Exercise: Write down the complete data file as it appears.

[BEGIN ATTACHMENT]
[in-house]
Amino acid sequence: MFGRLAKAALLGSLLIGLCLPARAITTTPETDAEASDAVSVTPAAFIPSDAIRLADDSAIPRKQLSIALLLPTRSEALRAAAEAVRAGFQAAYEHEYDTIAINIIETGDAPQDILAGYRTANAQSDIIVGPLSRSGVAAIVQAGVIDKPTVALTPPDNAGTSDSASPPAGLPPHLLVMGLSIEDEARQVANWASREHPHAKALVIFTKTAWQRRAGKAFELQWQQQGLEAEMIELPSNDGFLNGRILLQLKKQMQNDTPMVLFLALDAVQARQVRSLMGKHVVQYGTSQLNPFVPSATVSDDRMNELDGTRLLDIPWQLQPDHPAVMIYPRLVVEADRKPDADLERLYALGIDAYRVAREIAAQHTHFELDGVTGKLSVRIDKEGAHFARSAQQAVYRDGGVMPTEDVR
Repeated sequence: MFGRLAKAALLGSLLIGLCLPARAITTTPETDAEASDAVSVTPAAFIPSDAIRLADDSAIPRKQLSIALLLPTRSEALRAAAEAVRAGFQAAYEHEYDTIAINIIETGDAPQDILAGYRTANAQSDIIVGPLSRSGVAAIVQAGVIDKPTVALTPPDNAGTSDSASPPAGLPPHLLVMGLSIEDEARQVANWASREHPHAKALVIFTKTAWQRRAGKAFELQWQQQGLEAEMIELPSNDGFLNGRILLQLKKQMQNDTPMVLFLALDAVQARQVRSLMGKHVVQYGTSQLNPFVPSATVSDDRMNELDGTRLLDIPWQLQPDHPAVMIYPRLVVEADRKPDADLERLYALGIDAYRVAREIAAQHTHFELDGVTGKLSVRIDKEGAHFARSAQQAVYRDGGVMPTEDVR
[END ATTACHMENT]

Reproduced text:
[in-house]
Amino acid sequence: MFGRLAKAALLGSLLIGLCLPARAITTTPETDAEASDAVSVTPAAFIPSDAIRLADDSAIPRKQLSIALLLPTRSEALRAAAEAVRAGFQAAYEHEYDTIAINIIETGDAPQDILAGYRTANAQSDIIVGPLSRSGVAAIVQAGVIDKPTVALTPPDNAGTSDSASPPAGLPPHLLVMGLSIEDEARQVANWASREHPHAKALVIFTKTAWQRRAGKAFELQWQQQGLEAEMIELPSNDGFLNGRILLQLKKQMQNDTPMVLFLALDAVQARQVRSLMGKHVVQYGTSQLNPFVPSATVSDDRMNELDGTRLLDIPWQLQPDHPAVMIYPRLVVEADRKPDADLERLYALGIDAYRVAREIAAQHTHFELDGVTGKLSVRIDKEGAHFARSAQQAVYRDGGVMPTEDVR
Repeated sequence: MFGRLAKAALLGSLLIGLCLPARAITTTPETDAEASDAVSVTPAAFIPSDAIRLADDSAIPRKQLSIALLLPTRSEALRAAAEAVRAGFQAAYEHEYDTIAINIIETGDAPQDILAGYRTANAQSDIIVGPLSRSGVAAIVQAGVIDKPTVALTPPDNAGTSDSASPPAGLPPHLLVMGLSIEDEARQVANWASREHPHAKALVIFTKTAWQRRAGKAFELQWQQQGLEAEMIELPSNDGFLNGRILLQLKKQMQNDTPMVLFLALDAVQARQVRSLMGKHVVQYGTSQLNPFVPSATVSDDRMNELDGTRLLDIPWQLQPDHPAVMIYPRLVVEADRKPDADLERLYALGIDAYRVAREIAAQHTHFELDGVTGKLSVRIDKEGAHFARSAQQAVYRDGGVMPTEDVR